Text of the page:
I’m hoping this is my last post on this because some people missed the point and maybe I wasn’t clear enough because even some friends didn’t get what I was trying to say so I will say it plainly because there is a lot of blindness due to uncomfortableness to the subject. We are a not a friendly community to the disabled. Very few people born with a serious disability would ever even think that their body was a temple. That is a statement from people that have always been whole and maybe age is starting to slow them down in some fashion but they don’t get it.
I’m also talking to the people who organize events. Some of whom just patted themselves on the back and said to themselves, “We’re very friendly to the disabled we even have an accessible building.” Hate to break it to you but you probably aren’t terribly disabled friendly. You able bodied people just think you are.
We are living in a peculiar time of being in between ages of the disabled. When I was kid there were a lot more people around who had had polio and were in wheelchairs or had big braces. There were a lot more blind and deaf people around that whose mothers had had rubella. There were more kids born with CP (Cerebral Palsy). So a lot of younger folk don’t see as much of what reality used to be.
And that is about to change in a big way because baby boomers are about to hit their older ages and there will be more people in wheelchairs and with walkers of canes, or with hearing aids or losing their sight that will want to continue to come to pagan events just like they always have and the pagan community is in for a reality check and the rude truth that they aren’t terribly friendly to the disabled with one exception, the Dianic community usually does think about it more than the rest of Clan Oblivious.
So I will share some things I’ve seen. When you plan a spiral dance, where is the place for your elders and the disabled? The outside of the Dance? Or did you put them in the center and let them be part of the energy if they so chose? Because “letting” us be on the outside is condescending not enabling.
Did you have a sign language interpreter? Or did you say we don’t have any hearing impaired people. Maybe they don’t come because you don’t have one?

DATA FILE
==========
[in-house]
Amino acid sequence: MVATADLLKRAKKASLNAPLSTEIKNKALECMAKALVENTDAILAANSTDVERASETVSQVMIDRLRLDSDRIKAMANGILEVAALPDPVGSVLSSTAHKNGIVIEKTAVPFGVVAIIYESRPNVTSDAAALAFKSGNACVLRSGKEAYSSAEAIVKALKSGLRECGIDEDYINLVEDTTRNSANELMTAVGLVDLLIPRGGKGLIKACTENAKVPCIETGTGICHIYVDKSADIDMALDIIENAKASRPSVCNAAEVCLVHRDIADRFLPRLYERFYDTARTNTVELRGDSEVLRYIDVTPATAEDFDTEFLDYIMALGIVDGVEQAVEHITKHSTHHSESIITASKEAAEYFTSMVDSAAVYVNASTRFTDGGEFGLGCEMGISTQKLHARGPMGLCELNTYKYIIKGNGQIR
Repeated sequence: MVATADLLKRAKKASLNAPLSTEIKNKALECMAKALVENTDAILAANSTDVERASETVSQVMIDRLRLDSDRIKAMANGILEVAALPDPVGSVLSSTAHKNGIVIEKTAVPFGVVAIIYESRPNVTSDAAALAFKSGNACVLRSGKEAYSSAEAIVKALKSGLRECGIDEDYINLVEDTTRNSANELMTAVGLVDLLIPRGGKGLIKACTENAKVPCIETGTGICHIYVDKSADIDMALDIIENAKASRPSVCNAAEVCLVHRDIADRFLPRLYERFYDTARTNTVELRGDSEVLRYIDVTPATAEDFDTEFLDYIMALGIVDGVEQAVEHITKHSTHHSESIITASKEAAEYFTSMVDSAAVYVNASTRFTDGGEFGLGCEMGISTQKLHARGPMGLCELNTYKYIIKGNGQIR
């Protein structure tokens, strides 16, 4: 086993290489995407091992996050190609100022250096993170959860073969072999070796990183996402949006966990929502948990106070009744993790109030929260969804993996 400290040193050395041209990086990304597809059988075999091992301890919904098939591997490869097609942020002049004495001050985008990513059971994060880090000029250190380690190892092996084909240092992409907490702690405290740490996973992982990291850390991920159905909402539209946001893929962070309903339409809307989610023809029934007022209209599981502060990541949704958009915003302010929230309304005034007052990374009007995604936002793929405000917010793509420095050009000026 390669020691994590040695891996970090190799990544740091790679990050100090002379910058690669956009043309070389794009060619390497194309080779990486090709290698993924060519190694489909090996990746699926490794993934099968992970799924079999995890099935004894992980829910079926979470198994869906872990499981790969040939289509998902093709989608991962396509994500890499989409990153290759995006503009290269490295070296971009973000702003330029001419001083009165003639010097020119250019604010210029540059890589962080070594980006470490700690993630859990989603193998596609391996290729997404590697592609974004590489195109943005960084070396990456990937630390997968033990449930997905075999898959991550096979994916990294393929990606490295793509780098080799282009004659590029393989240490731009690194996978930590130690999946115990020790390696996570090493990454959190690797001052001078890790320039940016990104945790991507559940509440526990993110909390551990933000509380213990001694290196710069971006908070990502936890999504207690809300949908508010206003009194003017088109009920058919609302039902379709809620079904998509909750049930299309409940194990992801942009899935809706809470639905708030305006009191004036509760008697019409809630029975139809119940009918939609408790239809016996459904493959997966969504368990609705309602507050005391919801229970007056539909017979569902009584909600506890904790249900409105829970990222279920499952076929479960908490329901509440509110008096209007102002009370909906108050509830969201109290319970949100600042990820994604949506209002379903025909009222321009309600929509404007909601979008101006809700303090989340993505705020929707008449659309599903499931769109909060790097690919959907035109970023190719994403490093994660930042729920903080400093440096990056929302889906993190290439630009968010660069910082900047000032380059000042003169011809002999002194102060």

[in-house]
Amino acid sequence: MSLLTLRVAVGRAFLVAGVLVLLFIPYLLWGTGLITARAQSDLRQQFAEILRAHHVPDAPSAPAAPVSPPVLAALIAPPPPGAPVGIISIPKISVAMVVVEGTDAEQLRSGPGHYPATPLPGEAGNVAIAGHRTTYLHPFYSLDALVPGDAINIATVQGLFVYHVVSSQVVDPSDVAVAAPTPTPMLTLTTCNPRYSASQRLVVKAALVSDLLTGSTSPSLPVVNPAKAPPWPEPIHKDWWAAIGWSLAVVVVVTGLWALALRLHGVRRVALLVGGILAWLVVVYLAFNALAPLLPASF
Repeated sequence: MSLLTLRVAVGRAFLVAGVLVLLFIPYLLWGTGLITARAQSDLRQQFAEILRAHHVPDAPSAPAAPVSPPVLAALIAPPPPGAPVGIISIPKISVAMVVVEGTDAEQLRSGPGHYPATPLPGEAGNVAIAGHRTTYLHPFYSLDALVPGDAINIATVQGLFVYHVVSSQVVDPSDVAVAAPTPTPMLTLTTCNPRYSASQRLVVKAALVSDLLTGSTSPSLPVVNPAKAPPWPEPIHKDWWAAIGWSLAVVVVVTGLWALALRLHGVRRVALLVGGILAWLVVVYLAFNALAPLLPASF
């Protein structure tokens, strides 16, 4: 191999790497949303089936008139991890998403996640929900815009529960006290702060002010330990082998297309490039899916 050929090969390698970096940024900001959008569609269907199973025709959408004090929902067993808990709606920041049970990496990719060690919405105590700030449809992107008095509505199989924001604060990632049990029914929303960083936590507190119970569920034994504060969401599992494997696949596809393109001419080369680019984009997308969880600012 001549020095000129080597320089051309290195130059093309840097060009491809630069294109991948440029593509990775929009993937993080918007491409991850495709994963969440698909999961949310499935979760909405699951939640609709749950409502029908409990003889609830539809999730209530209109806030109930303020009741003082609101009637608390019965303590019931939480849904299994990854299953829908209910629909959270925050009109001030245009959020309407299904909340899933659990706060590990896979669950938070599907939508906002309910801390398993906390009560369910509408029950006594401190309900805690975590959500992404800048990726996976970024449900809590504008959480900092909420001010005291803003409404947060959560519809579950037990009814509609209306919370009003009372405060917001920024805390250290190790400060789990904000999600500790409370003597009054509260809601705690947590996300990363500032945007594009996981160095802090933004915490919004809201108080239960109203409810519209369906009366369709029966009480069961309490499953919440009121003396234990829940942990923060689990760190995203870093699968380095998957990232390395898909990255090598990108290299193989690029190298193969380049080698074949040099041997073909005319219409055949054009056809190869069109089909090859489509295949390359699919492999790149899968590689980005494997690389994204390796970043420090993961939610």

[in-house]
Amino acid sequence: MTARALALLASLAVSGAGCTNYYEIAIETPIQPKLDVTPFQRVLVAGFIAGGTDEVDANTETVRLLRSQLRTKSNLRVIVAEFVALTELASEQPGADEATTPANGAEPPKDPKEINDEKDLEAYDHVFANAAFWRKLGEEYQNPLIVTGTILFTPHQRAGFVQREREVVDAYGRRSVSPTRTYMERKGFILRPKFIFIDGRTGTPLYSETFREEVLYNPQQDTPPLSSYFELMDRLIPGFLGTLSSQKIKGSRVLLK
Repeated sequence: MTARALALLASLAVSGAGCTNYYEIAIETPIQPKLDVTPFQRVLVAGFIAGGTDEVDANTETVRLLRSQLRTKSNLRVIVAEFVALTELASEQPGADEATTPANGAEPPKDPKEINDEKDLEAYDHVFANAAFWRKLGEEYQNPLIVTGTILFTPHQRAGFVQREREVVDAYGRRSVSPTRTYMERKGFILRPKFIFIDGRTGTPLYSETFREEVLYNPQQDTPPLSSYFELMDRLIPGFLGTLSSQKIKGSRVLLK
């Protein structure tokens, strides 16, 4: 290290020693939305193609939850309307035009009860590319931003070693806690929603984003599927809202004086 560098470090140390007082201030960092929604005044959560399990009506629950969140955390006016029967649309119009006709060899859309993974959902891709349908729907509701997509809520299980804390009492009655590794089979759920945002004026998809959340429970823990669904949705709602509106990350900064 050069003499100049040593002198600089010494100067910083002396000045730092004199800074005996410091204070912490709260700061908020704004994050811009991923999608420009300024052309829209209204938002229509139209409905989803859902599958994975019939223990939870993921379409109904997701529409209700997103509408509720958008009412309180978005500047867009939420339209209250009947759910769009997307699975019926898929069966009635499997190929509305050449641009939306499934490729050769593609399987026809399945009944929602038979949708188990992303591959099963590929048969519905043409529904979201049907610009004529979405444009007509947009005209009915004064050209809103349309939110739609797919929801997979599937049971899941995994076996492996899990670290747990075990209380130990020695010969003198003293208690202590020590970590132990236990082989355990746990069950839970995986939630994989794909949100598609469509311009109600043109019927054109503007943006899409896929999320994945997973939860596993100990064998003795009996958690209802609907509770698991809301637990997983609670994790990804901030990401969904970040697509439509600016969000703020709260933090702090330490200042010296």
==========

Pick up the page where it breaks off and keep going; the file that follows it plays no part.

Do you print your programs and flyers in small type with no large type available?
So you make it easy to find the way to workshops for the people who aren’t sighted or do you just hand out a map and hope everyone gets there? Or point out the room names are in Braille on the doors. Really you expect people to feel their way around the floors and hope they get where they want to go?
Do you space things far apart all over your event site on uneven ground because it looks prettier? Or do you make it easy for someone with a cane or a walker to get from place to place.
If you are having camping, do you have an area for people with disabilities to camp? With volunteer helpers? Because some of us old Girl Scouts still like to camp but don’t if the bathroom is ½ mile from the camping area. This is something the West Coast Women’s Music Festival was excellent at but few pagan camps are.
Do you announce events like fire drills with a bell or bullhorn but not a light?
Do you actually do something to help or do you hinder?
Most people with long term disabilities have learned to cope and they won’t say things and they won’t come out to your events and you will never know they were there and you temporarily able bodied people will go around thinking the people with disabilities don’t exist until one of you aren’t able bodied anymore. And you start asking, “Where is ___? I miss them.”
My body is not a temple. It is a vessel for my spirit and mind. I give thanks for the body and its functions. That at the moment I can see and hear. That I have my cane to use when I need it. I will take care of it because I like being around on the physical plane. I give thanks for what I can do and let things go like the love of dancing. I used to teach dance and love to dance and I will never really dance again. I let that go. I used to be a runner. I will never run again. I used to be a gymnast. I will never do intentional gymnastics ever again, I’m not ruling out any spectacular falls. I’m good at those. But don’t ever tell me my body is a temple.